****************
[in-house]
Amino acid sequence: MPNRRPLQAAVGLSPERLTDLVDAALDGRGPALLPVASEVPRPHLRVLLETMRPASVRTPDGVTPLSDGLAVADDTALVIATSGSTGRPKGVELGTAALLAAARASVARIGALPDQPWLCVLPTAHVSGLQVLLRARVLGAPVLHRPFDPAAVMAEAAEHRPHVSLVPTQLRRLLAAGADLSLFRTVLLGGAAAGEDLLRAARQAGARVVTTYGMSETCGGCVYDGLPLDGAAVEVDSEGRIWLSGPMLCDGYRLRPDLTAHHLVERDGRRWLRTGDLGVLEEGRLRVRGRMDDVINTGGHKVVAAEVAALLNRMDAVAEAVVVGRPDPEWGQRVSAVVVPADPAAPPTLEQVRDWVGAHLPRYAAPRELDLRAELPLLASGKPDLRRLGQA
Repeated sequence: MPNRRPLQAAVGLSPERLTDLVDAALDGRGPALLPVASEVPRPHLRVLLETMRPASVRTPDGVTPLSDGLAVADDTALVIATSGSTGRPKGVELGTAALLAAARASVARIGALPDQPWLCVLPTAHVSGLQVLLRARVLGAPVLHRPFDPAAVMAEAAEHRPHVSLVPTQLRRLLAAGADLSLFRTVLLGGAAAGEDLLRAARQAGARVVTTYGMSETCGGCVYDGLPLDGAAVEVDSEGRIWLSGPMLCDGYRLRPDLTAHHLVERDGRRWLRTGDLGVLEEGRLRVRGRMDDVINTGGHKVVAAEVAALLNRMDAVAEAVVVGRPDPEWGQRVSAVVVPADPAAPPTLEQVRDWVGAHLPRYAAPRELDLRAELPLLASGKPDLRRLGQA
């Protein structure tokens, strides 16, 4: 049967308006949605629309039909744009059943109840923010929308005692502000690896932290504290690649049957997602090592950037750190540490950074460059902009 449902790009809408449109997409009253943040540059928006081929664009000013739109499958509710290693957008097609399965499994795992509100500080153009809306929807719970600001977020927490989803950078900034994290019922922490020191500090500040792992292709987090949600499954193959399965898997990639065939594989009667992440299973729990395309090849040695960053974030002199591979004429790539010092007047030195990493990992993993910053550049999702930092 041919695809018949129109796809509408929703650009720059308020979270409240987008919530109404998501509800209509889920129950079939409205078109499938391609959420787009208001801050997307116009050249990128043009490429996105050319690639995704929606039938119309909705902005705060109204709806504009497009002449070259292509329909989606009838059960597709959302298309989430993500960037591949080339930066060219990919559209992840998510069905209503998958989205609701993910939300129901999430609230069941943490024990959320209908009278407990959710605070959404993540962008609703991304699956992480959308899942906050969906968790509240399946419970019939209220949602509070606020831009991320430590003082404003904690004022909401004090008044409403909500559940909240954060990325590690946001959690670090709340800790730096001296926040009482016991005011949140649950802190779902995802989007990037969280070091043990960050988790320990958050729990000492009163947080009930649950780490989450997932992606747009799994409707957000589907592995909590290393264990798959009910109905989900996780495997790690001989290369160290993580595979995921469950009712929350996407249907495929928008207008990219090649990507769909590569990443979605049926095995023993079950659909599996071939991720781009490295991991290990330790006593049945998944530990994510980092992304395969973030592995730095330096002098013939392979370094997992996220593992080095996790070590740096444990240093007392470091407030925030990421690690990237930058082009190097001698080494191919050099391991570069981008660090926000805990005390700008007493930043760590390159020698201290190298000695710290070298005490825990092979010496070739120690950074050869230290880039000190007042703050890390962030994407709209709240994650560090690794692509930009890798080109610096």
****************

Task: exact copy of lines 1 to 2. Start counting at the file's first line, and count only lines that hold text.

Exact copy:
[in-house]
Amino acid sequence: MPNRRPLQAAVGLSPERLTDLVDAALDGRGPALLPVASEVPRPHLRVLLETMRPASVRTPDGVTPLSDGLAVADDTALVIATSGSTGRPKGVELGTAALLAAARASVARIGALPDQPWLCVLPTAHVSGLQVLLRARVLGAPVLHRPFDPAAVMAEAAEHRPHVSLVPTQLRRLLAAGADLSLFRTVLLGGAAAGEDLLRAARQAGARVVTTYGMSETCGGCVYDGLPLDGAAVEVDSEGRIWLSGPMLCDGYRLRPDLTAHHLVERDGRRWLRTGDLGVLEEGRLRVRGRMDDVINTGGHKVVAAEVAALLNRMDAVAEAVVVGRPDPEWGQRVSAVVVPADPAAPPTLEQVRDWVGAHLPRYAAPRELDLRAELPLLASGKPDLRRLGQA